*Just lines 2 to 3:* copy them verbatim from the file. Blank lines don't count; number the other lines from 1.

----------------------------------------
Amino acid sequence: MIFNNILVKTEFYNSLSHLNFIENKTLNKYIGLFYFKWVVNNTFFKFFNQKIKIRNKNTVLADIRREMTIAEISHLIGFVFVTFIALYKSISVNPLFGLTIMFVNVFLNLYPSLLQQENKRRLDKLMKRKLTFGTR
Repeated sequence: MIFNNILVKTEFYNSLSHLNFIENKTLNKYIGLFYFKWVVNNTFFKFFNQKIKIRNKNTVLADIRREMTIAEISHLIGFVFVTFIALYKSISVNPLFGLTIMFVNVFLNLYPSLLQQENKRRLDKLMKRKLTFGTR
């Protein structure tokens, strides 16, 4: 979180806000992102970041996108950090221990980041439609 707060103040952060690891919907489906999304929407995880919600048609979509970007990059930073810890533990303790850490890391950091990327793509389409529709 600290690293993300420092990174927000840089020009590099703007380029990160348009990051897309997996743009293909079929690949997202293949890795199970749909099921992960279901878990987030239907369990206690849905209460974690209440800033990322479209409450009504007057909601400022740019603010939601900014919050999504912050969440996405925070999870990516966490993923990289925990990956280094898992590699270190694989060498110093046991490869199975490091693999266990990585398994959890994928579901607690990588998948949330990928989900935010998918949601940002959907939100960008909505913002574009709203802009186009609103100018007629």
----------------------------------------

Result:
Repeated sequence: MIFNNILVKTEFYNSLSHLNFIENKTLNKYIGLFYFKWVVNNTFFKFFNQKIKIRNKNTVLADIRREMTIAEISHLIGFVFVTFIALYKSISVNPLFGLTIMFVNVFLNLYPSLLQQENKRRLDKLMKRKLTFGTR
């Protein structure tokens, strides 16, 4: 979180806000992102970041996108950090221990980041439609 707060103040952060690891919907489906999304929407995880919600048609979509970007990059930073810890533990303790850490890391950091990327793509389409529709 600290690293993300420092990174927000840089020009590099703007380029990160348009990051897309997996743009293909079929690949997202293949890795199970749909099921992960279901878990987030239907369990206690849905209460974690209440800033990322479209409450009504007057909601400022740019603010939601900014919050999504912050969440996405925070999870990516966490993923990289925990990956280094898992590699270190694989060498110093046991490869199975490091693999266990990585398994959890994928579901607690990588998948949330990928989900935010998918949601940002959907939100960008909505913002574009709203802009186009609103100018007629």